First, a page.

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  • The 16S rRNA The 16S rRNA is 1.5 kb long and has an elaborate secondary structure
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  • rRNA molecules in the ribosome Ribosomes are very large RNA-protein complexes, subcellular organelles. They are responsible for the synthesis of proteins. Both prokaryotic and eukaryotic ribosomes consist of two subunits and have 3 (4) RNA molecules.
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  • Processing of the rRNAs Endonucleolytic cleavage of ribosomal RNA precursors in E. coli. The primary transcript contains a copy of each of the three ribosomal RNAs and may also contain several tRNA precursors. The large rRNA precursors are cleaved from the large primary transcript by the action of RNase III. The ends of the 16S, 23S, and 5S rRNAs are trimmed by the action of endonucleases M16, M23, and M5, respectively. (Slash marks indicate that portions of the rRNA primary transcript have been deleted for clarity.)
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  • Processing of tRNA molecules tRNAs and other small RNA molecules are produced by processing and modification of larger precursor molecules. This is the processing of a bacterial tRNA.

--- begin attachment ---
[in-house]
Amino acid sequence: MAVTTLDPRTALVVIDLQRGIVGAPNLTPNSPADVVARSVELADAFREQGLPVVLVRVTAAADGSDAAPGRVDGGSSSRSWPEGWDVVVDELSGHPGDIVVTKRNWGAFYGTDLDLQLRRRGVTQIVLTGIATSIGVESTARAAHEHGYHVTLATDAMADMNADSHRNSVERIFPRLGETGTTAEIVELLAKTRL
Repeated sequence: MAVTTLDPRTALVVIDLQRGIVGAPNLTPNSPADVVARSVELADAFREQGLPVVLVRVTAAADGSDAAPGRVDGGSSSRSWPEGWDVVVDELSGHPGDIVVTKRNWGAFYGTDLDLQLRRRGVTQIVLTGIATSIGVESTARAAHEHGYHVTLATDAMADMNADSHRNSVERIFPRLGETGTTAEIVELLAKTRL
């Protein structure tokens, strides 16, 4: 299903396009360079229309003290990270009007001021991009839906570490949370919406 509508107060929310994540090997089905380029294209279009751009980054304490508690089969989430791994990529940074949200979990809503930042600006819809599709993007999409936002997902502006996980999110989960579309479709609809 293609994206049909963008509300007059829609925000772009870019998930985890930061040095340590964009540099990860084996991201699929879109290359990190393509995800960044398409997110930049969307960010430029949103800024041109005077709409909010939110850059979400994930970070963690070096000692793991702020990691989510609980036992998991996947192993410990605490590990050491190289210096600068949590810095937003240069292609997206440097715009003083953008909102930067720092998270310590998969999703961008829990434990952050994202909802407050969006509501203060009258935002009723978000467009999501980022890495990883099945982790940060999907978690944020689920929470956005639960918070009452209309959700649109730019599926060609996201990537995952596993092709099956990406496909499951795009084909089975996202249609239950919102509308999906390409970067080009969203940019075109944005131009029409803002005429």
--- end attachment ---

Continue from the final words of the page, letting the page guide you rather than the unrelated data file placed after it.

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  • Synthesis of prokaryotic mRNAs Genes coding for proteins are first transcribed into mRNAs. One gene codes for a protein. In cases of multi-subunit proteins with heterolo- gous subunits, one cistron codes for a polypeptide chain. (A protein with four different subunits is coded by four cistrons.) In prokaryotes there are single cistronic and polycistronic messages, coding for one protein or a chain of (related) enzymes. Metabolically linked enzymes (e.g. enzymes of a synthetic pathway) are usually controlled together. Polycistronic mRNAs are characteristic of prokaryotic organisms.
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  • Prokaryotic regulation of transcription There are genes, which are expressed constitutively. Others are under control: synthetic enzymes are negatively regulated (switched off) if their product is present, enzymes with catabolic functions are induced (swithed on) if their substrate is available. Bacteria with continuously changing environment have more regulatory units, than those, which live in more stable niche.
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  • The lac operon